It will probably not surprise you to learn that there is a great deal of debate and dialogue surrounding the question of the relationship of the believer to God’s law. Are we supposed to obey God’s law? After all, Paul told the church in Corinth that he lives under the law of Christ (1 Cor. 9:21). Or are we free from obeying the law? Intriguingly, in the same place, in the same letter to the Corinthians, Paul claims he is not under the law (1 Cor. 9:20).
To quote the preeminent theologian, Winnie-the-Pooh, “Oh, bother!”
One avenue towards gaining a grasp on our relationship to the law is to consider the idea of the threefold use of the law. According to this perspective, the OT law functions in the following ways:
The first function of the law is that it acts like a mirror. The law reflects the righteousness and holiness of God. But the law also acts like a mirror for our own hearts as it reveals the sin that lies within us. By focusing on our sin in light of God’s righteousness, the law drives us to God in Christ as our only hope. In other words, in the mirror of the law, I see who God is, I see who I am, and I am driven to see Jesus is my only hope.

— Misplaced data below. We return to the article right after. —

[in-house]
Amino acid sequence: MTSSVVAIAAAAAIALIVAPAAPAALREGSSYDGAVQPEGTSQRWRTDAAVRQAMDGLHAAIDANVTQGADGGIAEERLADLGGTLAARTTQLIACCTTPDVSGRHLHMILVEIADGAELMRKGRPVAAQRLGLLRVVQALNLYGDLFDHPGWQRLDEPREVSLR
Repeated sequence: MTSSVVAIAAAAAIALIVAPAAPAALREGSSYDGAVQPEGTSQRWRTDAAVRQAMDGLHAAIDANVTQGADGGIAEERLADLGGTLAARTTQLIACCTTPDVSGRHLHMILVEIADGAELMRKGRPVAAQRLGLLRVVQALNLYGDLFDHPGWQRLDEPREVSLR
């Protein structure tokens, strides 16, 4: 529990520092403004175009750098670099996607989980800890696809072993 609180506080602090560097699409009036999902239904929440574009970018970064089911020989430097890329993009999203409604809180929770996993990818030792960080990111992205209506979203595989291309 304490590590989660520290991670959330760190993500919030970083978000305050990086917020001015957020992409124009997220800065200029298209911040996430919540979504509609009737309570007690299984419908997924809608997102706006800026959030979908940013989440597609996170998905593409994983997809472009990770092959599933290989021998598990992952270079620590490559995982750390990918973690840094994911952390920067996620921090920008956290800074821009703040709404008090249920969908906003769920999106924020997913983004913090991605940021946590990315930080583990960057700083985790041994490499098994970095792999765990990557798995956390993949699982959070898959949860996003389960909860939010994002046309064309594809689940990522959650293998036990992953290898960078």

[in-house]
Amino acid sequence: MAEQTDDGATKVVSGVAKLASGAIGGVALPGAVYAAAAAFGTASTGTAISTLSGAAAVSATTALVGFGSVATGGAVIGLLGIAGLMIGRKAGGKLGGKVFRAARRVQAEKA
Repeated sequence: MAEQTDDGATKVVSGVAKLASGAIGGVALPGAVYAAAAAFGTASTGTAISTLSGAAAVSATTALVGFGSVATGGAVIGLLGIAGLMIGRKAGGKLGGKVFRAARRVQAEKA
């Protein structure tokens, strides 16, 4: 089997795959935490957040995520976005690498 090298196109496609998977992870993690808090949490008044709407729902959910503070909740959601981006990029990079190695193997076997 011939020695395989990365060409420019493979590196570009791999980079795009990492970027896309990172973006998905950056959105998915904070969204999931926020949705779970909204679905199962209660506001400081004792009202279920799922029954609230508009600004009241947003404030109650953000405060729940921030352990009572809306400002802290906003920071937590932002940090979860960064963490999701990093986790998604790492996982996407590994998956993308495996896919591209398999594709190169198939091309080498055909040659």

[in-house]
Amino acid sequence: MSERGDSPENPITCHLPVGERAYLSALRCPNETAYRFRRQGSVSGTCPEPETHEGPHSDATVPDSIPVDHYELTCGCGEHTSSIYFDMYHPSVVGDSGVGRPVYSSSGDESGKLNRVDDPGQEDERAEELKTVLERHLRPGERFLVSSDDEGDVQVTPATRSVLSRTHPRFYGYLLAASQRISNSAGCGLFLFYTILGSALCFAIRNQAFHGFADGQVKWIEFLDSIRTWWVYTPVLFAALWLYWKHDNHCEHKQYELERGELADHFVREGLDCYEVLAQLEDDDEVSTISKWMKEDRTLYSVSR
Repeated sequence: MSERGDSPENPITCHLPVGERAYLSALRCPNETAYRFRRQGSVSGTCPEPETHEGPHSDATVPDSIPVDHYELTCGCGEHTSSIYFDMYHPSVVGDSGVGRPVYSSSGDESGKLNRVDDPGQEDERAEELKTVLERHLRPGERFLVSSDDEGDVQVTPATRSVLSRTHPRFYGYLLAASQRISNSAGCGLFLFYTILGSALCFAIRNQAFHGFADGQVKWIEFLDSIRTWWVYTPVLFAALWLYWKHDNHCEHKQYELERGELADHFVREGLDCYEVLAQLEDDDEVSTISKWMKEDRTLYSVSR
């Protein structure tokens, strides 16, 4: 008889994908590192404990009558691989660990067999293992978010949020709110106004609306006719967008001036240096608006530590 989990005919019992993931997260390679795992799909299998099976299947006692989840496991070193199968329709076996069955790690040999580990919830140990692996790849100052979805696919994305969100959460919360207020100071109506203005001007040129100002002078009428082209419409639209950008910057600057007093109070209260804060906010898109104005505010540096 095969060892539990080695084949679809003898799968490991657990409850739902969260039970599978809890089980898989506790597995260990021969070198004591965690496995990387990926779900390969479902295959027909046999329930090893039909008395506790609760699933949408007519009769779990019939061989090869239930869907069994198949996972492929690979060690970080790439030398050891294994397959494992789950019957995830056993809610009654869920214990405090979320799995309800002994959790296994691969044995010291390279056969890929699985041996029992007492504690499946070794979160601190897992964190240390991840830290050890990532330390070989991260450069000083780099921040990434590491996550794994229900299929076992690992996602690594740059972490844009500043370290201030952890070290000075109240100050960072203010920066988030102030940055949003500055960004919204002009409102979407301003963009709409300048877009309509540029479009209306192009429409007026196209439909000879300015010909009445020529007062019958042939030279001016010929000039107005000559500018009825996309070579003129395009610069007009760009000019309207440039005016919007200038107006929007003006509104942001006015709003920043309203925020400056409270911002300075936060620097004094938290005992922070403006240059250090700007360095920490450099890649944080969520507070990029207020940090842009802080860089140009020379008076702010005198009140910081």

The second function of the law is that it restrains sinful behavior. This use of the law is probably the most familiar to us because this is how we think of our own nation’s legal system. While even God’s law does not have the power to change hearts, it does have a certain coercive power in so far as it includes judgment for disobedience and protection for the just against the unjust. This function of the law was most obvious in the nation of Israel before the time of Christ, though as nations pass laws today that are derived from or find their foundation in God’s revelation, we continue to witness this aspect of God’s purposes.
The third function of the law is that it guides believers. Since Jesus has fulfilled the whole law on our behalf (something we could not do), we have been freed from living under the law. We do not look to the law as our savior; rather, we look to Christ as our Savior. Even so, the law still has a place in our lives in so far as it guides us in how we should live because, returning to the first function of the law, it reveals God’s nature, and the evidence that we love the God who saved us is found in seeking to obey his commands.
Clearly, there is much more to say about this subject, but recognizing the way the law functions is a good start because understanding the third use of the law, especially, will go a long way in helping us appreciate the importance of the law in giving honor and glory to God.